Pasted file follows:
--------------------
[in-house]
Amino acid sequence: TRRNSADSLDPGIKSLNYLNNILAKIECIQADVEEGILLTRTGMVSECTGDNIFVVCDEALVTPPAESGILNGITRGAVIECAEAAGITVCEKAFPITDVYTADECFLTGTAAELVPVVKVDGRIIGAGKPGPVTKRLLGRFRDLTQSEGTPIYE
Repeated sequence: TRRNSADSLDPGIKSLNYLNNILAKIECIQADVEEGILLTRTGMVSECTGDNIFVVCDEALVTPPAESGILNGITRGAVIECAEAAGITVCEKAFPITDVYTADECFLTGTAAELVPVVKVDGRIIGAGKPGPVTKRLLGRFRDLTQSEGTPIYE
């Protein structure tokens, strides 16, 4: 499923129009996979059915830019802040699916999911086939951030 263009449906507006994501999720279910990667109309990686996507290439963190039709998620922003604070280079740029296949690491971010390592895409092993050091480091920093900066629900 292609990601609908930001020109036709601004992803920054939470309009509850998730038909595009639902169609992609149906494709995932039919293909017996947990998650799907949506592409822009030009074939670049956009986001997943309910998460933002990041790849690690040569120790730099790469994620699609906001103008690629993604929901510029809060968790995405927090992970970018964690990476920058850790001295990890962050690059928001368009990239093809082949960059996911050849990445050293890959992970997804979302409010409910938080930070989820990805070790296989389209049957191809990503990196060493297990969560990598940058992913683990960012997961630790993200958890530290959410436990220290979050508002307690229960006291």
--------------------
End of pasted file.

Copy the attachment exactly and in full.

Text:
[in-house]
Amino acid sequence: TRRNSADSLDPGIKSLNYLNNILAKIECIQADVEEGILLTRTGMVSECTGDNIFVVCDEALVTPPAESGILNGITRGAVIECAEAAGITVCEKAFPITDVYTADECFLTGTAAELVPVVKVDGRIIGAGKPGPVTKRLLGRFRDLTQSEGTPIYE
Repeated sequence: TRRNSADSLDPGIKSLNYLNNILAKIECIQADVEEGILLTRTGMVSECTGDNIFVVCDEALVTPPAESGILNGITRGAVIECAEAAGITVCEKAFPITDVYTADECFLTGTAAELVPVVKVDGRIIGAGKPGPVTKRLLGRFRDLTQSEGTPIYE
């Protein structure tokens, strides 16, 4: 499923129009996979059915830019802040699916999911086939951030 263009449906507006994501999720279910990667109309990686996507290439963190039709998620922003604070280079740029296949690491971010390592895409092993050091480091920093900066629900 292609990601609908930001020109036709601004992803920054939470309009509850998730038909595009639902169609992609149906494709995932039919293909017996947990998650799907949506592409822009030009074939670049956009986001997943309910998460933002990041790849690690040569120790730099790469994620699609906001103008690629993604929901510029809060968790995405927090992970970018964690990476920058850790001295990890962050690059928001368009990239093809082949960059996911050849990445050293890959992970997804979302409010409910938080930070989820990805070790296989389209049957191809990503990196060493297990969560990598940058992913683990960012997961630790993200958890530290959410436990220290979050508002307690229960006291």